The problem with cut-throat razors, as any Harvard MBA will tell you, is that they last for ages. Disposable blades make much more sense; sell the handles at cost price and make money on repeat sales of relatively expensive blades from which the worst injury you can expect is a neck that looks as though it has been chaffed by a cheese grater.
Printer manufacturers have been quick to catch on, and who could blame them? Sell cheap printers and hook your customers on the ink cartridges. People have long joked that HP, the mother of all printer makers, is really just a toner or ink company with very fancy toner delivery packaging -- printers.
If you are a printer manufacturer there are some sound business reasons for following the path cut by Gillette, not least of which is that it makes it easier to predict (and improve) revenues several years down the line. And, there is a lot more money to made from selling cartridges than there is to be made from selling printers. Indeed, some estimate the cartridge business accounts for 90 percent of the £19bn annual global printer market.
But what about the consumer? We should be winners too; buy a cheap printer and then, with all the sources of ink cartridges available, shop around for the best buy. After all, ink is hardly expensive. Well, that's the theory. In practice, the picture painted by the printer business is not quite so clear-cut.
Take HP. It is in the US courts defending defending the sale of half-full ink cartridges with its printers. The three Minnesota women who are taking HP to court claim the company doesn't reveal that the 'economy cartridges' installed on new printers are only half full of ink.
It's not so much the practice of selling new printers with half-full cartridges that seems to be aggravating consumers. After all, there is life in the argument that says buyers should realise that an 'economy' ink cartridge has missing something, and reason dictates that this will be ink or cartridge. It's the use of tactics to stop third-party ink makers from selling cheaper cartridges to fit into printers that is raising hackles.
Lexmark was recently vilified in the press for turning to the notorious Digital Millennium Copyright Act, which has been used (not always successfully) by everyone from e-book software vendors to garage door remote control makers to protect their business models. The DMCA, as it has come be known, was intended to stop people circumventing anti-copyright technologies, not to stop people making printer cartridges.
Lexmark is the second largest printer maker, behind Hewlett-Packard. The reason Lexmark felt able to turn to the DMCA was that its cartridges -- in common with many of those from other printer makers -- have a "smart chip" that identifies them as the genuine article. Companies who make smart chips so that after-market cartridge vendors can fool the printer into accepting their products are, it is claimed, violating the DMCA.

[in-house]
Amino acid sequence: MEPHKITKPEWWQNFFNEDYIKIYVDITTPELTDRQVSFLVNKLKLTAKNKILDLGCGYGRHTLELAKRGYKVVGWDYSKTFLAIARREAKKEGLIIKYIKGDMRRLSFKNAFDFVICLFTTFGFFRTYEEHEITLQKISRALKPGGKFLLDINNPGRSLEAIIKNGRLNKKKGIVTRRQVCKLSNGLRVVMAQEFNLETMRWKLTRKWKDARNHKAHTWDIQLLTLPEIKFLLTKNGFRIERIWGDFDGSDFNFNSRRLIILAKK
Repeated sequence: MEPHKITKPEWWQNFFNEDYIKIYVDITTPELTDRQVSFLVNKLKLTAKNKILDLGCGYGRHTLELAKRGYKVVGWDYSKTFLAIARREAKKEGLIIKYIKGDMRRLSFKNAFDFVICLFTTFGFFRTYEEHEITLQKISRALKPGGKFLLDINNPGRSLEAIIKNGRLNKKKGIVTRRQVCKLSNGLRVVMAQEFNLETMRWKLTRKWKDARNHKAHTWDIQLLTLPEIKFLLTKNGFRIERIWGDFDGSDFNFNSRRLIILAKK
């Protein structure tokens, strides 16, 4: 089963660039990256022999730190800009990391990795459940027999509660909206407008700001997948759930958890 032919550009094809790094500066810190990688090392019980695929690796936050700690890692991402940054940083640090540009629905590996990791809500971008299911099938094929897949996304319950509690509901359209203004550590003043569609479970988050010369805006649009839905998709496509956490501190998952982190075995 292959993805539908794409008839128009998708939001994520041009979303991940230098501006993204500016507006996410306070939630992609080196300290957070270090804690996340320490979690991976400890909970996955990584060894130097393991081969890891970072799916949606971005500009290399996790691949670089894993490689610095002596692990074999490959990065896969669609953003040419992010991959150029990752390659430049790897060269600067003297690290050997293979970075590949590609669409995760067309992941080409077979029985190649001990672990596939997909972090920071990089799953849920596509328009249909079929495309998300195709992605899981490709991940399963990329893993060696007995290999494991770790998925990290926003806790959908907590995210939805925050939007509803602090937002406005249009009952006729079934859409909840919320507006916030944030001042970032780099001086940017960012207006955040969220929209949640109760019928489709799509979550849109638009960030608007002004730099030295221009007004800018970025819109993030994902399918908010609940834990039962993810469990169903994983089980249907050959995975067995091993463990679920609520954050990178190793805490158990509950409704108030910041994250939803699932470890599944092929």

In this case, US-based Static Control is in the dock. Static Control's chief executive Ed Schwarze, has written a missive on the practice of embedding smart chips, which you can find here. Schwarze, naturally, is worried about his business; that of supporting the after-market cartridge makers. If that market closes, Schwarze's business will be hit.
Printer manufacturers may have no duty to after-market cartridge makers and their suppliers, but they do have a duty to their customers -- and to the environment. Consumers are hurt by the practice of using smart chips because these chips are designed to stop after-market cartridges, which are invariably cheaper than branded cartridges. This means you end up paying more.
The environment is hurt because the cartridges often cannot simply be refilled. Some cartridges, which combine the colours into one unit, need replacing even when there is ink still in some chambers.
Imagine, for a moment, a world where Ford bought Shell, and suddenly started introducing technology that meant you could only use Ford petrol in your Ford car. How would you feel?
Of course to more accurately mirror the printer market, Ford would have to slash the prices of its cars, which would surely make many people very happy. But as its revenue model changed, so would it also have to hike petrol prices; that might not make people quite so happy. In this hypothetical situation, Ford may also tell you that other petrol -- even if you could get it to work - might damage your engine.
We hear similar tales from printer manufacturers about the adverse effects of inferior inks on a printer, and to a lot of people it is important to know whether they are using the genuine article or an after-market product. But nobody is being accused of passing off cartridges and ink as being made by a major manufacturer; what they are being accused of is daring to compete with a major manufacturer.
Well, a solution to the ink problem may be on the way. The European Parliament recently approved a law that is expected to force printer manufacturers to change their spots. European lawmakers have long been concerned at the amount of electroscrap generated by the PC and electronics industries, and one effect of the new law will be to force a redesign of the cartridges so that they can be reused (one effect of the smart chips is to stop people refilling the cartridges they own with after-market ink). It has been suggested that the smart chips could be forced out of printers altogether, but this is unlikely. However, it will be some time yet (we hope) before printer makers can develop technology that is able to differentiate their ink from after-market ink.
We'd like to hear about your experiences with printer cartridges; if you have any, good or bad, email them to us at the Mailroom with 'Printer cartridge feedback' in the subject line.